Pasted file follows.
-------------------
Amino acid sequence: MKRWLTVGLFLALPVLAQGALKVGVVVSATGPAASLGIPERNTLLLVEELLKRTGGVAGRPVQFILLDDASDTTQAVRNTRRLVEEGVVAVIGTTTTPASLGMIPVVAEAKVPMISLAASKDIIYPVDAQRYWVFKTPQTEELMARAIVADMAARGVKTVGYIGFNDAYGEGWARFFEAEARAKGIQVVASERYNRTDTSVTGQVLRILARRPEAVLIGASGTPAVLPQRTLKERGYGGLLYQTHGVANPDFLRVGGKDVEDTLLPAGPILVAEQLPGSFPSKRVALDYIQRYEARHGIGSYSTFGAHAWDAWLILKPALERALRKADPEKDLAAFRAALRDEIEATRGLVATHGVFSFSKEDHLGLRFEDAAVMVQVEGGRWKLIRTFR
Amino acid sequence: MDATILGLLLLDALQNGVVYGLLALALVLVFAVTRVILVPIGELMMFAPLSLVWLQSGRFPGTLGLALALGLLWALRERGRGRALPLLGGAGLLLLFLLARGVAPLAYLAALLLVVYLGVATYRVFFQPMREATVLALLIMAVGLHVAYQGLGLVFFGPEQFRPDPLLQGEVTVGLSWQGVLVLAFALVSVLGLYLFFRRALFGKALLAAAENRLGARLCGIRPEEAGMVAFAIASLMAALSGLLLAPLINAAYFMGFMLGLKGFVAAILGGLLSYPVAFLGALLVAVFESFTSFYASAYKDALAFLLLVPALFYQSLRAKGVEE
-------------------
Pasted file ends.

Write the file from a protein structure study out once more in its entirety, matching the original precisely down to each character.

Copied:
Amino acid sequence: MKRWLTVGLFLALPVLAQGALKVGVVVSATGPAASLGIPERNTLLLVEELLKRTGGVAGRPVQFILLDDASDTTQAVRNTRRLVEEGVVAVIGTTTTPASLGMIPVVAEAKVPMISLAASKDIIYPVDAQRYWVFKTPQTEELMARAIVADMAARGVKTVGYIGFNDAYGEGWARFFEAEARAKGIQVVASERYNRTDTSVTGQVLRILARRPEAVLIGASGTPAVLPQRTLKERGYGGLLYQTHGVANPDFLRVGGKDVEDTLLPAGPILVAEQLPGSFPSKRVALDYIQRYEARHGIGSYSTFGAHAWDAWLILKPALERALRKADPEKDLAAFRAALRDEIEATRGLVATHGVFSFSKEDHLGLRFEDAAVMVQVEGGRWKLIRTFR
Amino acid sequence: MDATILGLLLLDALQNGVVYGLLALALVLVFAVTRVILVPIGELMMFAPLSLVWLQSGRFPGTLGLALALGLLWALRERGRGRALPLLGGAGLLLLFLLARGVAPLAYLAALLLVVYLGVATYRVFFQPMREATVLALLIMAVGLHVAYQGLGLVFFGPEQFRPDPLLQGEVTVGLSWQGVLVLAFALVSVLGLYLFFRRALFGKALLAAAENRLGARLCGIRPEEAGMVAFAIASLMAALSGLLLAPLINAAYFMGFMLGLKGFVAAILGGLLSYPVAFLGALLVAVFESFTSFYASAYKDALAFLLLVPALFYQSLRAKGVEE